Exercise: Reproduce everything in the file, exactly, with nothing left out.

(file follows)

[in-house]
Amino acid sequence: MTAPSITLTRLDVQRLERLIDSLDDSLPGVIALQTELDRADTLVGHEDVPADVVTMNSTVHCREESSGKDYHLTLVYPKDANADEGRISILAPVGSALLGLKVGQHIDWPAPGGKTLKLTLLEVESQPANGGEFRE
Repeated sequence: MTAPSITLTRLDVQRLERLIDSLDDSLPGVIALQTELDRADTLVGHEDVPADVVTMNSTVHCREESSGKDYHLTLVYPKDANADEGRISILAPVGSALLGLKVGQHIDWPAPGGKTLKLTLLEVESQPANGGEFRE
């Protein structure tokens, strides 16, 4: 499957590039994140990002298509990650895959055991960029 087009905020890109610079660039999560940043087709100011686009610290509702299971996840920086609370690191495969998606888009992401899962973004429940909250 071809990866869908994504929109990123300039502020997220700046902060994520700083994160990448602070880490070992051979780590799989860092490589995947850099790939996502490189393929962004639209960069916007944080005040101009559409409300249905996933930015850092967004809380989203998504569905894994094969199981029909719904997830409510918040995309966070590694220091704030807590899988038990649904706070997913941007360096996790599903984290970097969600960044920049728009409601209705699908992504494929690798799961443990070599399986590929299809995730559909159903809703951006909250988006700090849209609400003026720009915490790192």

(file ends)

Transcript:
[in-house]
Amino acid sequence: MTAPSITLTRLDVQRLERLIDSLDDSLPGVIALQTELDRADTLVGHEDVPADVVTMNSTVHCREESSGKDYHLTLVYPKDANADEGRISILAPVGSALLGLKVGQHIDWPAPGGKTLKLTLLEVESQPANGGEFRE
Repeated sequence: MTAPSITLTRLDVQRLERLIDSLDDSLPGVIALQTELDRADTLVGHEDVPADVVTMNSTVHCREESSGKDYHLTLVYPKDANADEGRISILAPVGSALLGLKVGQHIDWPAPGGKTLKLTLLEVESQPANGGEFRE
């Protein structure tokens, strides 16, 4: 499957590039994140990002298509990650895959055991960029 087009905020890109610079660039999560940043087709100011686009610290509702299971996840920086609370690191495969998606888009992401899962973004429940909250 071809990866869908994504929109990123300039502020997220700046902060994520700083994160990448602070880490070992051979780590799989860092490589995947850099790939996502490189393929962004639209960069916007944080005040101009559409409300249905996933930015850092967004809380989203998504569905894994094969199981029909719904997830409510918040995309966070590694220091704030807590899988038990649904706070997913941007360096996790599903984290970097969600960044920049728009409601209705699908992504494929690798799961443990070599399986590929299809995730559909159903809703951006909250988006700090849209609400003026720009915490790192």